Even if a Party’s Counsel in Another Action Agrees to Accept Service, Service is not Effective Without Evidence that the Defendant Gave His Counsel Permission to Accept Service

On September 15, 2023, Justice Cohen of the New York County Commercial Division issued a decision in Credit Europe Bank (Dubai) Ltd. v. Shetty, 2023 NY Slip Op. 33204(U), holding that even if a party’s counsel in another action agrees to accept service, service is not effective without evidence that the defendant gave his counsel permission to accept service, explaining:

Service on an attorney is proper only where the attorney has appeared in the action in which service is claimed to have been admitted. Absent a formal appearance by counsel of record, serving process on a party’s attorney is not sufficient to establish personal jurisdiction absent proof of the attorney’s authorization. As previously determined by the Court, summary judgment in lieu of complaint should be denied where apparent counsel for the defendant admits service but fails to provide any proof of their authorization to accept it. The Court’s prior order was without prejudice to renewal and properly serving Shetty. In an effort to demonstrate proper service of its second motion for summary judgment in lieu of a complaint in this action, CEBD submits an affirmation of service of its counsel annexed to which is an affirmation of Benjamin Bianco, Esq., whose firm represents Shetty in another action. Mr. Bianco states that he is authorized to accept service in this action but does not attach any authorization from Shetty – the person to be served – or other evidence of his authority. While the Court does not have reason to question the truthfulness of Mr. Bianco’s statement, it remains insufficient to establish personal jurisdiction over Shetty.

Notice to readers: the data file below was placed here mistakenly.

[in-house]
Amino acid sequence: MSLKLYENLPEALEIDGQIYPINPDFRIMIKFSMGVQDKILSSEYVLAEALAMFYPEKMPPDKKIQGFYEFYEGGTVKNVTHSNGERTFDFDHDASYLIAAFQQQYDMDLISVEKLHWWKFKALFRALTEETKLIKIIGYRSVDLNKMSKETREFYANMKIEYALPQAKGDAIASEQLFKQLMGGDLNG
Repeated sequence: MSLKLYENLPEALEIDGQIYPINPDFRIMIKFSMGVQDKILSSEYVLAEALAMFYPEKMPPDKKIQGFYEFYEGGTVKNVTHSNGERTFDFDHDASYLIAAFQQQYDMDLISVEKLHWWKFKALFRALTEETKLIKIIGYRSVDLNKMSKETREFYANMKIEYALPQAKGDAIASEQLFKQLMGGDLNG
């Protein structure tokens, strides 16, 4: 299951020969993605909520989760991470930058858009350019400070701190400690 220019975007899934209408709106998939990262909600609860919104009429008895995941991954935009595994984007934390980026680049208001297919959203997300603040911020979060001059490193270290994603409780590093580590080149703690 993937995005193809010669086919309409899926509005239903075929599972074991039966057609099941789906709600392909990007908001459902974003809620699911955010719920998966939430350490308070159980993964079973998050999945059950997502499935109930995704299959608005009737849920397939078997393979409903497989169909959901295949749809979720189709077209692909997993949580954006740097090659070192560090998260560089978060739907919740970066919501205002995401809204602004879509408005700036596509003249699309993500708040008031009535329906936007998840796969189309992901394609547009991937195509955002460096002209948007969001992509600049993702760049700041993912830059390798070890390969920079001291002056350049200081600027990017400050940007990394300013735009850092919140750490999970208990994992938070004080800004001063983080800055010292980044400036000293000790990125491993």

CEBD cites two cases to support its contention that it has established proper service, Contrary to CEBD’s argument, Annaly is inapposite because in that case the Guaranty expressly designated counsel as an agent for service on behalf of the Guarantor and there is no similar designation here. Garces is inapposite because service was accepted by an attorney who had recorded an appearance in the matter and because the relevant defendant had actual knowledge that counsel was acting on its behalf in the relevant matter.

Neither case relied on by CEBD is sufficient to establish proper service on and personal jurisdiction over Shetty. Proper service is necessary to establish personal jurisdiction prior to the entry of a judgment. Absent proof that a defendant has designated his or her attorney as an agent for the acceptance of process, an attorney lacks the authority to accept service on the defendant’s behalf. As determined in another case denying summary judgment in lieu of a complaint, there exists no authority where service of process is deemed sufficient to satisfy a defendants’ rights to due process when no effort is made to serve the summons on the defendant, and plaintiff does not attempt service specified under the CPLR or seek court approval of service by other means.

(Internal quotations and citations omitted).

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